“Practicing in a community pharmacy setting gives our pharmacists the opportunity to have direct contact with patients through providing counseling/recommendations on medications and clinical services, such as immunization or MTM services,” said Michele Belsey, RPh, vice president of college and professional relations at Rite Aid. “It also provides direct communication with doctors and care givers. Pharmacists in the drugstore setting use their knowledge to help patients choose OTC therapies and can help provide patients with solutions regarding the economics of medication therapy,” she said.
To train its pharmacists to provide the highest level of care to diabetes patients, Rite Aid has joined forces with the American Diabetes Association as a strategic partner. “Rite Aid pharmacists receive training that goes beyond diabetes, and extends to other serious health conditions such as heart health and weight management,” said Belsey.
CVS is also committed to having its pharmacists play a key role in managing and improving the health outcomes of its patients. The chain invests in both technology and work-flow processes that allow pharmacists more time to focus on the professional aspects of their role. “Our systems and procedures are designed so that our pharmacy support staff handles administrative functions such as insurance adjudication,” said Papatya Tankut, RPh, vice president of pharmacy professional services at CVS.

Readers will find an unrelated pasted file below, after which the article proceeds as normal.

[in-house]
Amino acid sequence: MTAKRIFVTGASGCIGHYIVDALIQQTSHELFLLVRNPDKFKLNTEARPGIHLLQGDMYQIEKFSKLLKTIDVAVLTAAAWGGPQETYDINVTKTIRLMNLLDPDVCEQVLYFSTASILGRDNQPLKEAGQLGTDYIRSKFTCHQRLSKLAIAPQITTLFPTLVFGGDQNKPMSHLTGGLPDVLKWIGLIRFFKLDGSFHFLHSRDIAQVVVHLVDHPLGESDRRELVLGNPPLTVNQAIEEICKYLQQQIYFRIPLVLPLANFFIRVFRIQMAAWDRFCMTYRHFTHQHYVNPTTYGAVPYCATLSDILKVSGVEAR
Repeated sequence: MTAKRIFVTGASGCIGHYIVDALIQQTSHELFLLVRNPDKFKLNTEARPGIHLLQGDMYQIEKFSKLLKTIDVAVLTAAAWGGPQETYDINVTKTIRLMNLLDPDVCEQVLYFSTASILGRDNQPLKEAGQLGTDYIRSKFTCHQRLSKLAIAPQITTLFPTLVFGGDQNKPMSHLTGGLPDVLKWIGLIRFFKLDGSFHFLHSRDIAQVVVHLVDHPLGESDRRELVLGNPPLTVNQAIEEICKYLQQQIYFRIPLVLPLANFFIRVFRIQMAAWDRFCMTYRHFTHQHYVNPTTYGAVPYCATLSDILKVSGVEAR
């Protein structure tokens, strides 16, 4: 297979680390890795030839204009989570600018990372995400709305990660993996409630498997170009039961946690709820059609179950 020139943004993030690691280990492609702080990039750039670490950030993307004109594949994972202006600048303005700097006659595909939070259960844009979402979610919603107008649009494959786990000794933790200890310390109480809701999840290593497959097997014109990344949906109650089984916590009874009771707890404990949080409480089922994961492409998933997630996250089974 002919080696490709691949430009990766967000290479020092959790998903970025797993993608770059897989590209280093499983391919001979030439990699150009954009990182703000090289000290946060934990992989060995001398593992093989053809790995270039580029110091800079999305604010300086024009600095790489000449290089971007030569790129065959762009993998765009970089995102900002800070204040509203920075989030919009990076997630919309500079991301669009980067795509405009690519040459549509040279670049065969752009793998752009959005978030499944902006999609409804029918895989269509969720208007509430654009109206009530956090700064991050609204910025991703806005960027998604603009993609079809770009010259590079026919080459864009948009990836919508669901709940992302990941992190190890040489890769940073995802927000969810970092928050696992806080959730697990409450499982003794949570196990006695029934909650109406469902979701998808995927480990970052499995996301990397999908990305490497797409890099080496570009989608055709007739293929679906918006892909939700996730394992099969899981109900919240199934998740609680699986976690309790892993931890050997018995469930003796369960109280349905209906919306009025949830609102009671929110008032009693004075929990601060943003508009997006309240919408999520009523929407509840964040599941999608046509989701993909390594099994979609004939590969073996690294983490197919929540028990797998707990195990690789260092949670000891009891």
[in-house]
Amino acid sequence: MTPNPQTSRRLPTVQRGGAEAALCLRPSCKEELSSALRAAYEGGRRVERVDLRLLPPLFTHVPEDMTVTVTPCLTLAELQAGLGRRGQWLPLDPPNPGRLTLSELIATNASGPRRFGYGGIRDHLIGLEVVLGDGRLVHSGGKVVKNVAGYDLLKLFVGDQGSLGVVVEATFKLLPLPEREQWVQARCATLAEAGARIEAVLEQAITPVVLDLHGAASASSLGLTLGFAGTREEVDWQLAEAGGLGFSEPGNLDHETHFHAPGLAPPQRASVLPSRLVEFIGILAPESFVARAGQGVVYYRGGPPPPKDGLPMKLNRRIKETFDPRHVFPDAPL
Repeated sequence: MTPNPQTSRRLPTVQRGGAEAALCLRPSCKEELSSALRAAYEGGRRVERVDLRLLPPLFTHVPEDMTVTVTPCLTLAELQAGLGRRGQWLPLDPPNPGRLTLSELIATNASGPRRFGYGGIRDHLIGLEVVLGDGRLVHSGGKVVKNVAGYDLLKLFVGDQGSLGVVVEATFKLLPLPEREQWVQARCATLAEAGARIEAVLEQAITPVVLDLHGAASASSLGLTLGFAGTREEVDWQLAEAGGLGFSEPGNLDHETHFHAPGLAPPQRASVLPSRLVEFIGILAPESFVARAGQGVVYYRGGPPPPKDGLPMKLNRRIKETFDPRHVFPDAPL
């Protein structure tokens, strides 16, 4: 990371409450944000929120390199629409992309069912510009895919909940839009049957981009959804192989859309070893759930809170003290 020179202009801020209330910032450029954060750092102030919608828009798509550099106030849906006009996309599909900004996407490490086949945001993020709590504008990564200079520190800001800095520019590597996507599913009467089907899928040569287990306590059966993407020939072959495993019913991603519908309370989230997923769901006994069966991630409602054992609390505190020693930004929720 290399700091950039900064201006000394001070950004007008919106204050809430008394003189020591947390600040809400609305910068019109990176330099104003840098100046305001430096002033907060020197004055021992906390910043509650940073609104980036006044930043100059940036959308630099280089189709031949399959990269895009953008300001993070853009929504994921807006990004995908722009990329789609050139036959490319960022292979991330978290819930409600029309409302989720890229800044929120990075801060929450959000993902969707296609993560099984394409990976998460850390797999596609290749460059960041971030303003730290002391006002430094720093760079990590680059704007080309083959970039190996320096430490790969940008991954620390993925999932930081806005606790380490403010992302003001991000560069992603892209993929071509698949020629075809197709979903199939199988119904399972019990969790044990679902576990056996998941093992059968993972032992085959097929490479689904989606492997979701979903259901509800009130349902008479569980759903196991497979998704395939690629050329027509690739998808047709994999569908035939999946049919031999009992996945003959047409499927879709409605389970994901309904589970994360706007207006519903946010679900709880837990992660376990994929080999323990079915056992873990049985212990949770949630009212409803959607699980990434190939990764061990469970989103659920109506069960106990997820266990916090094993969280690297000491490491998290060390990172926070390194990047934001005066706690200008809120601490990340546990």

Focus on Counseling
Like other national pharmacy chains, CVS continues to focus on improving patient service. Last year, CVS completed the rollout of RxConnect, the chain’s new retail pharmacy system, to all CVS/pharmacy locations. “This new system improves the efficiency and productivity of our pharmacy teams with over 200 ease-of-use enhancements,” said Tankut. “The result has been a 15% improvement in processing time spent using the system, and it positions us to add additional in-store programs to enhance patient care.”
In January 2011, the chain launched its Pharmacy Advisor program, which is designed to manage costs, improve adherence, and close gaps in care for CVS Caremark plan members with diabetes. “We can now leverage Caremark’s clinical intelligence and behavioral insights to identify plan members with diabetes who have suboptimal pharmacy care, and provide this information to the members’ local CVS pharmacist so that they can review current treatment and identify gaps in care or issues with medication adherence,” said Tankut. Counseling can be conducted on the phone with a pharmacist or face-to-face at their local CVS/pharmacy, depending on patient preference. The chain plans to add more disease states to the program in the future.